Part 3: Loss
The children grew up quickly, particularly in those times when they were exposed to the working life so young. They all went to school, but it broke my heart that we couldn’t afford to send them off to college afterwards. Instead, they all had to squeeze in chores before and after school, and on weekends, when they were strong enough, they had to join us on the farms to earn some extra money. Certainly the economy had improved in the twenty years since the war, but wealth was rare and we still lived week by week. Marija had recently married and moved to Sweden with her husband Lajos, and Goran and Erzebet were still in school. Erzebet had high hopes of becoming a teacher one day, but I didn’t have the heart to tell her we had no money for teacher’s college. I kept hoping she would change her mind as school continued. But of course children have dreams. Josef had dreams for them too. He didn’t want them to have the hard life he had endured, and was glad that Marija managed to get out of the country and start a new life for herself.
I was so focused on the children that I forgot to pay attention to my marriage. Josef had always been there, and I just assumed he always would be. We had been married for over twenty years, after all. My one regret is that I took him for granted.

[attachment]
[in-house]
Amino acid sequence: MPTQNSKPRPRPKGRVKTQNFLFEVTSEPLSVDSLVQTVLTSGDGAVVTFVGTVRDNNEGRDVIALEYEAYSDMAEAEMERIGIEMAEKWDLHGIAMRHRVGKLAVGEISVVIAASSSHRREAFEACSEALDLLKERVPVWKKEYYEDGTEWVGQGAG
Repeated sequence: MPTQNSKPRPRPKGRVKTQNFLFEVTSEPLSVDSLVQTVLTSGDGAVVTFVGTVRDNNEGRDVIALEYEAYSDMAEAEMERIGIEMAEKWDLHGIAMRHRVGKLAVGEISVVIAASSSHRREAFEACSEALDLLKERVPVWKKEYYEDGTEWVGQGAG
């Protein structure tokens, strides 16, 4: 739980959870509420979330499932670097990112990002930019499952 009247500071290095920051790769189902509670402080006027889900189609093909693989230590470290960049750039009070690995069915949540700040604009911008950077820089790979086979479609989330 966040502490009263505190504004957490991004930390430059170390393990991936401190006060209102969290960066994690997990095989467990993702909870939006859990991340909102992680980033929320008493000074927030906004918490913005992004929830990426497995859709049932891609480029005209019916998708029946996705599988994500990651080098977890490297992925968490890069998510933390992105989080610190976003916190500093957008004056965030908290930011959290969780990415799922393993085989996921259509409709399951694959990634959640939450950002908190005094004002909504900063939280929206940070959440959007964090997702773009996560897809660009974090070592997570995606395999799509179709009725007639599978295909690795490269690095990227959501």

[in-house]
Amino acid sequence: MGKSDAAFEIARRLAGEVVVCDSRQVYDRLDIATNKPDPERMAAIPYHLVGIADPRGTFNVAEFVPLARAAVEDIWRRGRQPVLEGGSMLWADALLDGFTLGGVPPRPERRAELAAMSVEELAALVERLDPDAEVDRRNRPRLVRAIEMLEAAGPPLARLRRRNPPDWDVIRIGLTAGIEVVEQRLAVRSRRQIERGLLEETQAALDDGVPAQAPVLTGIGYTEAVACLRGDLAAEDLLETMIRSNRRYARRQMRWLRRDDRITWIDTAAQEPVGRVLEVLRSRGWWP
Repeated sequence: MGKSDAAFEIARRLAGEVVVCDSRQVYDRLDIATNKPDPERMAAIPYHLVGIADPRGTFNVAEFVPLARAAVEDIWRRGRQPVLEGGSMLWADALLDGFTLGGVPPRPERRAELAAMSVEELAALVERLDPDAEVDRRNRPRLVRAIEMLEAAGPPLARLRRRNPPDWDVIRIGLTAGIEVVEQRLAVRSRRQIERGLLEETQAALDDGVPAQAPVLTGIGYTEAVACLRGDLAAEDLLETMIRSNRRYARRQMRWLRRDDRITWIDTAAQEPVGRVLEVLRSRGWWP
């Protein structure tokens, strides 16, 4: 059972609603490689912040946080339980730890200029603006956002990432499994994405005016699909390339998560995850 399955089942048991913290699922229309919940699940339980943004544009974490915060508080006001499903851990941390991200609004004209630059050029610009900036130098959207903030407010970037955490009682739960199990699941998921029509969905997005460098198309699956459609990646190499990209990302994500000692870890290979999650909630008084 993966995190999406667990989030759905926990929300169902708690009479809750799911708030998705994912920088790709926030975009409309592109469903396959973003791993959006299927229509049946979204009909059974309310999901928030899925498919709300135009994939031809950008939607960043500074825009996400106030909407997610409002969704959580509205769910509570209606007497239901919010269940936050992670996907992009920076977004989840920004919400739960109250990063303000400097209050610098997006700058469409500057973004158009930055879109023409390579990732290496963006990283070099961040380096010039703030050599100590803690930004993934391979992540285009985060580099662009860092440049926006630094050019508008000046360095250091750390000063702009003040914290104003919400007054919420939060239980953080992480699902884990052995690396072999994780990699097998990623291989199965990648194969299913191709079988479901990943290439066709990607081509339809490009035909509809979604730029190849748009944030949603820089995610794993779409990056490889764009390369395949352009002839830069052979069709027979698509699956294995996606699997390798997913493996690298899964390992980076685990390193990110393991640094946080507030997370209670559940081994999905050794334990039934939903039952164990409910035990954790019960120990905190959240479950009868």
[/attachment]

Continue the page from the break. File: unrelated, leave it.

I only noticed things getting bad with him after the death of his father. His father died suddenly of a stroke in 1966, and Josef never really recovered after that. Now that I am older and know more about the world I can see that he had developed depression, but such a thing was never considered back then, especially not by any European male I know. Mourning the loss of a parent is natural and can take time, but Josef mourned so deeply that it was starting to break him. He had never been religious but he started lighting a candle for his father every night, and he would sit out on the porch staring into the flame. He withdrew from the children and withdrew from me.